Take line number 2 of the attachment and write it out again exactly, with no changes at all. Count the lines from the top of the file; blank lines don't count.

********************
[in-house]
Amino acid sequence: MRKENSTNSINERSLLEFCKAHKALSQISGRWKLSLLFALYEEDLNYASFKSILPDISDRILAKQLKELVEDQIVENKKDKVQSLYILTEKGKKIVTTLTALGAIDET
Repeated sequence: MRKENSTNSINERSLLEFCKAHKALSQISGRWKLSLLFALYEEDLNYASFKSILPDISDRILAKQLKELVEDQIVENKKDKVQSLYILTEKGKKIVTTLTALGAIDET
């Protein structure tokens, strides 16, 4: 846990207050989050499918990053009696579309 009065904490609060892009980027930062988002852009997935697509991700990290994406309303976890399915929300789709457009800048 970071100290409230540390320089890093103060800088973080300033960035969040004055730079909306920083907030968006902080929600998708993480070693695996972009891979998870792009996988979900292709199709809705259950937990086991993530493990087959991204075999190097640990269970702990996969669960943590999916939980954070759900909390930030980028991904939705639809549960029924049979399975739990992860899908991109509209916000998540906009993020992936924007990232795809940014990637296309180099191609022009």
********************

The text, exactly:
Amino acid sequence: MRKENSTNSINERSLLEFCKAHKALSQISGRWKLSLLFALYEEDLNYASFKSILPDISDRILAKQLKELVEDQIVENKKDKVQSLYILTEKGKKIVTTLTALGAIDET